Fire Blight a Concern


One of the most frequent horticulture questions asked is “What is wrong with my apple tree?” This was a year with the right environmental conditions to produce the bacterium Erwinia amylovora that causes the fireblight disease. The disease is characterized by sudden wilting, followed by shriveling and blackening of the blossoms, young shoots and developing fruit. The foliage looks like it as been scorched by fire, hence the name fireblight. Fireblight attacks both fruit and ornamental plants of the rose family. These plants may include apples, pears, mountain ash and cotoneaster.

Outbreaks of fireblight tend to occur in warm humid weather.  Even though the disease is very sporadic and may not appear again for many years, precautions should still be taken to decrease the chance of infection in the following years. Prune and burn diseased twigs while the tree is in dormancy if the infection is light.  If there is a heavy infection with more humid wet weather on the way, then prune in the summer. This decreases the chances of spreading the bacterium. If you choose to prune this fall or winter when the plant is dormant, don’t worry about forgetting which areas of the tree were infected, because the dried leaves and fruits tend to remain on the tree through the winter. Cut at least 10-15 inches below the edge of the infected area or canker. After each cut, sterilize the cutting tools and the cut surface with a disinfectant to avoid further spreading.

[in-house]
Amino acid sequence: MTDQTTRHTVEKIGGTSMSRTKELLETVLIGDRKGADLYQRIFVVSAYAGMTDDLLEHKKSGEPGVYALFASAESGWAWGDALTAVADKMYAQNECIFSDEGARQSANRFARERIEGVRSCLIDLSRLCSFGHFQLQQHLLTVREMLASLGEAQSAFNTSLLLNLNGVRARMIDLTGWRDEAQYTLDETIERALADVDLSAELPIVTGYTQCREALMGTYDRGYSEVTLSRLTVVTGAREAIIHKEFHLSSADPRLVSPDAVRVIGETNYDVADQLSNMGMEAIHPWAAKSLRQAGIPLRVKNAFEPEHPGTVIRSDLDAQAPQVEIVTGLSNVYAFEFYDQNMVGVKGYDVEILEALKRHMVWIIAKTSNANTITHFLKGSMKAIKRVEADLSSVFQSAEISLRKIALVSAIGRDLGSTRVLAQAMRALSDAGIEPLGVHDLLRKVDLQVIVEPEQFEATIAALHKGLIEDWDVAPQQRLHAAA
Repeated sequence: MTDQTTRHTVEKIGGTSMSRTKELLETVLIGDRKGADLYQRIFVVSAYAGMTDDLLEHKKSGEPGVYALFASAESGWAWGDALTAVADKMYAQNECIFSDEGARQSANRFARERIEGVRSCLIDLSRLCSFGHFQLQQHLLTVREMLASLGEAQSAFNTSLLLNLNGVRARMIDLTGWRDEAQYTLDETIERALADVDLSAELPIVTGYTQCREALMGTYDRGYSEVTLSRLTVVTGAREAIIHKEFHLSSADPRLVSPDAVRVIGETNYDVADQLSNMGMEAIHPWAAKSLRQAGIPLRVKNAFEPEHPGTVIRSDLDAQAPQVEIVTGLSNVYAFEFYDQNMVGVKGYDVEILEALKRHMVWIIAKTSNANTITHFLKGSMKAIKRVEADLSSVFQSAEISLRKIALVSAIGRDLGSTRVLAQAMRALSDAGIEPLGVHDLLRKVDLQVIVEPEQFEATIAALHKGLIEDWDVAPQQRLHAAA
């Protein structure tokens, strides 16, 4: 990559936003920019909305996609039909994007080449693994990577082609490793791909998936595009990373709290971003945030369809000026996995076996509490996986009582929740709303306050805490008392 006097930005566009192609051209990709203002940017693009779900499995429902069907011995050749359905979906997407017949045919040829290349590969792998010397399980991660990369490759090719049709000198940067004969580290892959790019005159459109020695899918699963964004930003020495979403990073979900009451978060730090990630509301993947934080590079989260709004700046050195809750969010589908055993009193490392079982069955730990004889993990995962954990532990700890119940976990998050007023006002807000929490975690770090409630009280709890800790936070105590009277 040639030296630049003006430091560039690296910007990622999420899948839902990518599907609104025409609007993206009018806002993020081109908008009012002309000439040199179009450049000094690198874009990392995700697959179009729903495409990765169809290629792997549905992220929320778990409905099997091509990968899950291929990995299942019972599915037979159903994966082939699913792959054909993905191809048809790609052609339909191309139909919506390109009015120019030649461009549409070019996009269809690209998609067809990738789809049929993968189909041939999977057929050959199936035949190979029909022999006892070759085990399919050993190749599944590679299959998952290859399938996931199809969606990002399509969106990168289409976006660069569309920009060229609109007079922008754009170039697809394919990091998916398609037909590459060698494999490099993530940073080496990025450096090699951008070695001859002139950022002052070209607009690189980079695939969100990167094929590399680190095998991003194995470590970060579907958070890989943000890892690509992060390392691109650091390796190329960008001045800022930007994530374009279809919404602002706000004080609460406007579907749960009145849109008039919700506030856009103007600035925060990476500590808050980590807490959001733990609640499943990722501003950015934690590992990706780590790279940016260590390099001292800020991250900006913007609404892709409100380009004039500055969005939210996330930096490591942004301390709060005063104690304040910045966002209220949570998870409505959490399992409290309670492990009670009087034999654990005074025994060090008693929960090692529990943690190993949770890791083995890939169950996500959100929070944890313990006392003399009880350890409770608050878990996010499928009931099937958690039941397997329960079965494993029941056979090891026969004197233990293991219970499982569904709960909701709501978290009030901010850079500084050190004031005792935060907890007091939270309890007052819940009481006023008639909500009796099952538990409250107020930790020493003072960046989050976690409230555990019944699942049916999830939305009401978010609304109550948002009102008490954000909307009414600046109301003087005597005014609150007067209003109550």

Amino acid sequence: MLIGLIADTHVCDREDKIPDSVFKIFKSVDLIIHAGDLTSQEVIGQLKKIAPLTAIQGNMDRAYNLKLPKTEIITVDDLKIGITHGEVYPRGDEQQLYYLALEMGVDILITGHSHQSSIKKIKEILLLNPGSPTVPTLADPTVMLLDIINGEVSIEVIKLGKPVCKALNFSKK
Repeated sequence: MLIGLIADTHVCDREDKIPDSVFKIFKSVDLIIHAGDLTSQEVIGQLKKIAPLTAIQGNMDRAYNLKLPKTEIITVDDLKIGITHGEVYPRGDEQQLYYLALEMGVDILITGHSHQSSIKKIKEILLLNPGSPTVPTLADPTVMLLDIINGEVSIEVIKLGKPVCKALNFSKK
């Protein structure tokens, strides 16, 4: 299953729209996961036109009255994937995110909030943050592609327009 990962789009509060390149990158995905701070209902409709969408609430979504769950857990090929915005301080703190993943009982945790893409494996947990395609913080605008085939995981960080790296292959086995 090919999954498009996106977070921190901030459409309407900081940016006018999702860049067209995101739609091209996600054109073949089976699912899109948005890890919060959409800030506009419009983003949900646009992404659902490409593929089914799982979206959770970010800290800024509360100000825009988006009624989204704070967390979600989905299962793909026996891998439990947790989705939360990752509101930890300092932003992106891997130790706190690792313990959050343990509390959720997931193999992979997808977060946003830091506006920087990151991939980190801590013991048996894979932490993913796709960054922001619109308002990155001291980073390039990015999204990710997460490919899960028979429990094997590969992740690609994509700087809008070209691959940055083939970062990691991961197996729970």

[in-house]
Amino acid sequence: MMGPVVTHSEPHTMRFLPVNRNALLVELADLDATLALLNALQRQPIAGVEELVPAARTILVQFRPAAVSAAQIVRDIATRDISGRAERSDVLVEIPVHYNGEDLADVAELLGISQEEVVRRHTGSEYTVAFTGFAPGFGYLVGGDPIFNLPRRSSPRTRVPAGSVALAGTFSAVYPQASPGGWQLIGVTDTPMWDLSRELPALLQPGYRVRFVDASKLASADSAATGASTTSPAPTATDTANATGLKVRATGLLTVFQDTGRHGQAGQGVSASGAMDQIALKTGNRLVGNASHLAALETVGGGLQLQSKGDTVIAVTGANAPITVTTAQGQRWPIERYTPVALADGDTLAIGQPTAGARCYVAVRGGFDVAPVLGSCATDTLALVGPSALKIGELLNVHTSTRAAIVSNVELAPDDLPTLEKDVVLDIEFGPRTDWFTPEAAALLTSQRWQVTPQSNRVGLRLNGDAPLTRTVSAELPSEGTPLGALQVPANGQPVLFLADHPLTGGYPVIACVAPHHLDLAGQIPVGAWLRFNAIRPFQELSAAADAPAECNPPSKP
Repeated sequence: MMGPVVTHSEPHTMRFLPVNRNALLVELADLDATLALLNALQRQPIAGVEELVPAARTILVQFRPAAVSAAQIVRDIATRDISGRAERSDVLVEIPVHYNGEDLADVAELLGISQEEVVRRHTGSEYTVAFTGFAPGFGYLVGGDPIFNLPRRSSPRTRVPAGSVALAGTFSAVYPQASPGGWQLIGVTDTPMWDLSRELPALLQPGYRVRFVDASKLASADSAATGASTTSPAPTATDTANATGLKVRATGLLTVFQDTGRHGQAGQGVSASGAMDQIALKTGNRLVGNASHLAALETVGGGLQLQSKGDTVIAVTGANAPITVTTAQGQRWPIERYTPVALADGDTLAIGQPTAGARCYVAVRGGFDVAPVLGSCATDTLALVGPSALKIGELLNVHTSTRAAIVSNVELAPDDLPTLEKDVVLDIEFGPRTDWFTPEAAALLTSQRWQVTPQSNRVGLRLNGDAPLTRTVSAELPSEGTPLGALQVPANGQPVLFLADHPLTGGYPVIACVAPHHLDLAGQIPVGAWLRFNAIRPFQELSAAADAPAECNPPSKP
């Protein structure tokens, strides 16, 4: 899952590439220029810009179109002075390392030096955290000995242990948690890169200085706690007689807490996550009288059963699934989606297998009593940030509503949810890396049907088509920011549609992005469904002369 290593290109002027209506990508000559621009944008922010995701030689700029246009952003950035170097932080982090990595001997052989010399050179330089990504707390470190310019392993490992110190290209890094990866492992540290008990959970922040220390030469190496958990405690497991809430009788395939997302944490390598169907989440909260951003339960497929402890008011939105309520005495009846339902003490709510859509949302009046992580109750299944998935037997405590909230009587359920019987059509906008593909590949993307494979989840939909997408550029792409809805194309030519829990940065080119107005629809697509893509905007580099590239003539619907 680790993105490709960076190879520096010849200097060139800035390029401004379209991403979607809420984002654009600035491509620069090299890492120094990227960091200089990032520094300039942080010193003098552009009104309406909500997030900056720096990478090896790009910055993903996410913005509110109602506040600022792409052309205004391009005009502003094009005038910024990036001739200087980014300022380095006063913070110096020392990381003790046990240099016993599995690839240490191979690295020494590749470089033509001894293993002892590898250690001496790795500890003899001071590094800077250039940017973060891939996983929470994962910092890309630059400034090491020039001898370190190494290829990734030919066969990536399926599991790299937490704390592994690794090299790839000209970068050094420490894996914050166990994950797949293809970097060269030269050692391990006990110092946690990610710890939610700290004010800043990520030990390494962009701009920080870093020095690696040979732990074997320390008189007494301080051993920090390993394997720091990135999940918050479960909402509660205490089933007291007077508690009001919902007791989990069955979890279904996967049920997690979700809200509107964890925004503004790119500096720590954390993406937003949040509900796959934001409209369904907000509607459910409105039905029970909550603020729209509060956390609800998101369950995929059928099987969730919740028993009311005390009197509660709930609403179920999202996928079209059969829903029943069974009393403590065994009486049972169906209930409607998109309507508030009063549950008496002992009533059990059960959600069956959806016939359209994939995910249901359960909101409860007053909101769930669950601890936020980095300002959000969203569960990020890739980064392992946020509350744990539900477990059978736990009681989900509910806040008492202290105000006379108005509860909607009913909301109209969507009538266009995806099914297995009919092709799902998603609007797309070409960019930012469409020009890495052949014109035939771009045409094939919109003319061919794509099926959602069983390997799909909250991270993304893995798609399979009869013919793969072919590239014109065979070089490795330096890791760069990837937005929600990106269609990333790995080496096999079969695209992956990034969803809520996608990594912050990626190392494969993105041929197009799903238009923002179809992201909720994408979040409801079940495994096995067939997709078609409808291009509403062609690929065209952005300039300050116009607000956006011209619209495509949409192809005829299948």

Two possible disinfecting solutions are:

1. Bleach diluted to 20 percent (3 cups to 1 gallon water) plus Regular Lysol containing o-phenyl-phenol and o-benzyl-p-chlorophenol, diluted to 20 percent. This should smell like creosote and is highly effective.

2. Denatured ethyl alcohol (available as shellac thinner) plus Pine Sol (19.9% pine oil). This is almost as effective as the bleach Lysol solution.

Dip shears, knife or saw in the disinfectant or pour over the cutting edge. Bleach and Pine Sol are very corrosive to tools, so rinse and oil them after using these solutions. 

To help prevent infections next spring, the antibiotic streptomycin can be used during flowering. Read and follow the label instructions for application.

Another preventative approach for controlling fireblight is to plant resistant varieties. These varieties will also be susceptible to the disease but will be less so than non-resistant varieties.

For more information about fireblight, call the Roosevelt County Extension office at (406)787-5312



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